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US, Afghanistan Agree on US Exit from Wardak

VOA News
An American military official says Afghanistan and the United States have reached agreement on pulling U.S. troops out of the eastern province of Wardak and replacing them with Afghan security.

U.S. official General Joseph Dunford announced Wednesday that departing troops in Wardak will be replaced with Afghan army and police officers.

Afghan President Hamid Karzai has ordered the expulsion of U.S. troops from the province after villagers alleged the troops were responsible for torturing and killing civilians -- an allegation strongly denied by the United States.

The U.S. has been reluctant to pull troops from the area because of fears that an abrupt exit could allow insurgents to strengthen their presence in the area and use it as a base to attack Kabul, only 25 kilometers away.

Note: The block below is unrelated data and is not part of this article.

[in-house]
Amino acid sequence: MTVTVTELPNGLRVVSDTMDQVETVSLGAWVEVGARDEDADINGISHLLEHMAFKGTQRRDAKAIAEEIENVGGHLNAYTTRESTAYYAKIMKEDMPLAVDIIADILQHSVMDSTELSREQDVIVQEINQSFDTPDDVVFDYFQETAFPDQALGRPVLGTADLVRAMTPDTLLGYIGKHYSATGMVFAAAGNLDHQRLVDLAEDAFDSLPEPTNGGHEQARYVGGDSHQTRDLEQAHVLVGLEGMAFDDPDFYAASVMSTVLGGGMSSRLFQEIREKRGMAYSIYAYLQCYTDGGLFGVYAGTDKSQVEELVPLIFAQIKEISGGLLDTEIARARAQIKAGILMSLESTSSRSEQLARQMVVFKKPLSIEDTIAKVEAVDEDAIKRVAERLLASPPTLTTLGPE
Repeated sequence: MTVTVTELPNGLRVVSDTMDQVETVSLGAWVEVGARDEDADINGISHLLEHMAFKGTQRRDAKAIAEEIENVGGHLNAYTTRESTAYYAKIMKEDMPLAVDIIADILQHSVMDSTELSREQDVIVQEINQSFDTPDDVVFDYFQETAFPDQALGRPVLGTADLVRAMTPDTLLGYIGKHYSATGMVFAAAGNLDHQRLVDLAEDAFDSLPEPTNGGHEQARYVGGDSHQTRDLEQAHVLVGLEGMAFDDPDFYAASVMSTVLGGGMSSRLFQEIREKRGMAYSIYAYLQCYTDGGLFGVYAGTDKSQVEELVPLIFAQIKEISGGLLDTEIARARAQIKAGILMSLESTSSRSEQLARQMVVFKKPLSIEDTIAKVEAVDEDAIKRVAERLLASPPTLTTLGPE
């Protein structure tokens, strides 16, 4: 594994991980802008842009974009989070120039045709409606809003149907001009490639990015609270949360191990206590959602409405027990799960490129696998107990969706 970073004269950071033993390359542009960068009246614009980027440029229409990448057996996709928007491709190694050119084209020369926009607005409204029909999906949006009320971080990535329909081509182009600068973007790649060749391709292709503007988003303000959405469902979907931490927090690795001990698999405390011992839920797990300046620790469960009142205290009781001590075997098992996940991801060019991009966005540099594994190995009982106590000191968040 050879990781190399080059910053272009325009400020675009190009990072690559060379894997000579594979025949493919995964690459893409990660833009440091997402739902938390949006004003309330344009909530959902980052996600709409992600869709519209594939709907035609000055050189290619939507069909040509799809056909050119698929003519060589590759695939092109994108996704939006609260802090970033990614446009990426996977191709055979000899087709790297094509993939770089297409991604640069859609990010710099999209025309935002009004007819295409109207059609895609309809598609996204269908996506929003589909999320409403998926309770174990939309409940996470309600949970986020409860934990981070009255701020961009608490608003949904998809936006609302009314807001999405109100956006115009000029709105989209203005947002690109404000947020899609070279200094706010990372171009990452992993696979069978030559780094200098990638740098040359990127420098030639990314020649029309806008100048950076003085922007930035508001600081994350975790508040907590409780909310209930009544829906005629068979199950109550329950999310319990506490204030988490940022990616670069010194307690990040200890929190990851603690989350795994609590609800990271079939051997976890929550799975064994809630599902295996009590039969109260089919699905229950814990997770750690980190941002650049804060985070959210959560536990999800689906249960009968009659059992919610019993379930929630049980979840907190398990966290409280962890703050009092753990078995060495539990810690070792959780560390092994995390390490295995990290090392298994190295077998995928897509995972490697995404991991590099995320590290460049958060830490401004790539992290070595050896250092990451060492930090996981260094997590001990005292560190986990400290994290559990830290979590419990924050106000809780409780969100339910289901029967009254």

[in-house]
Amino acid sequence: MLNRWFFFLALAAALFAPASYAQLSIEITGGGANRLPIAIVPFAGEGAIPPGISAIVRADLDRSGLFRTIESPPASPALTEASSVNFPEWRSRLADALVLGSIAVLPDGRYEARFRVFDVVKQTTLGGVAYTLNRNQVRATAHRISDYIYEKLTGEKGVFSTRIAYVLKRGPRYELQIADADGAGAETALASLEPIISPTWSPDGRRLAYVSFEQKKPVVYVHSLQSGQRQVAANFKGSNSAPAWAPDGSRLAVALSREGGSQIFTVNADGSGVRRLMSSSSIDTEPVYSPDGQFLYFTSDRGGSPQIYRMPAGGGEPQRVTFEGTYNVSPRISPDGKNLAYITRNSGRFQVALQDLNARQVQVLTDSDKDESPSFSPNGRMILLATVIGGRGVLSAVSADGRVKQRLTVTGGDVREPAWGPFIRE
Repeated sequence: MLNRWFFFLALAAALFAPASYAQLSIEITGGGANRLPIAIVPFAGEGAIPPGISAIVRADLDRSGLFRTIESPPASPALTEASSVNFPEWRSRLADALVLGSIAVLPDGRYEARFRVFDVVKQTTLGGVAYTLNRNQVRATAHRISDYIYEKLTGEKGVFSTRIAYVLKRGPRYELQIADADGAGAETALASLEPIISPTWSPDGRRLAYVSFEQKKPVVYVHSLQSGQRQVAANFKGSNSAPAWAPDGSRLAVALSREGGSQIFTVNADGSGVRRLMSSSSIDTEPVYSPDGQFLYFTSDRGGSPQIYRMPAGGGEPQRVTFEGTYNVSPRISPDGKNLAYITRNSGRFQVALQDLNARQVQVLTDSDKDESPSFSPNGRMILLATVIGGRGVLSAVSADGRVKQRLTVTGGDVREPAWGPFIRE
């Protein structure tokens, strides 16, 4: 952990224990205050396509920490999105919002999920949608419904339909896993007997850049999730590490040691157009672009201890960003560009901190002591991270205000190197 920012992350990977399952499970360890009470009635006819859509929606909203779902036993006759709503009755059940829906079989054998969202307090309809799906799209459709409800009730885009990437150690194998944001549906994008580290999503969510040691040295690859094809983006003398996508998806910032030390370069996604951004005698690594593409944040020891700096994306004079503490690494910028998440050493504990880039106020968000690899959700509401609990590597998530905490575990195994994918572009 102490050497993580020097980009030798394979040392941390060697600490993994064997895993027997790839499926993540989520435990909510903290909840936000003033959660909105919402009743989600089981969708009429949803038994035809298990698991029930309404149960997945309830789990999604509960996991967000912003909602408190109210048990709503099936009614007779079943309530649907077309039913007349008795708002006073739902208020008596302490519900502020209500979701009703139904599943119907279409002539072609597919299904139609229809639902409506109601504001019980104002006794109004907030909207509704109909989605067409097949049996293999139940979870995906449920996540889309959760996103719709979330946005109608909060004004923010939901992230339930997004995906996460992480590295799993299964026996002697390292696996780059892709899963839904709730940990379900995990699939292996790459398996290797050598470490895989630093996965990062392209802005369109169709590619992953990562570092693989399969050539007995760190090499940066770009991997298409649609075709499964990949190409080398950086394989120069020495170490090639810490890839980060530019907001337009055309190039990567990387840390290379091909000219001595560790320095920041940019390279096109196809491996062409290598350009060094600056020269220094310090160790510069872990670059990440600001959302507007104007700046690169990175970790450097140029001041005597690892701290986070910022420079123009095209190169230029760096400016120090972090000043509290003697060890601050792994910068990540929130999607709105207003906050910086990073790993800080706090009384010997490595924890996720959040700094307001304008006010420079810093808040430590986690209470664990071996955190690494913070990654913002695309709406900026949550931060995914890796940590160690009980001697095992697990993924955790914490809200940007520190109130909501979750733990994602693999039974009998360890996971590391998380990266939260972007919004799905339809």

Karzai has also accused the U.S. and NATO of trying to forge an agreement between the Taliban and his political opponents.

The escalating tensions reached Brussels Monday, when NATO Secretary-General Anders Fogh Rasmussen called the charges that international forces are colluding with the Taliban "an absolutely ridiculous idea."

Meanwhile, ISAF (International Security Assistance Force) spokesman Günter Katz said Monday that NATO will eventually hand over security responsibilities for Wardak province, but that the alliance's "Afghan partners" must take the lead on developing a transition plan.

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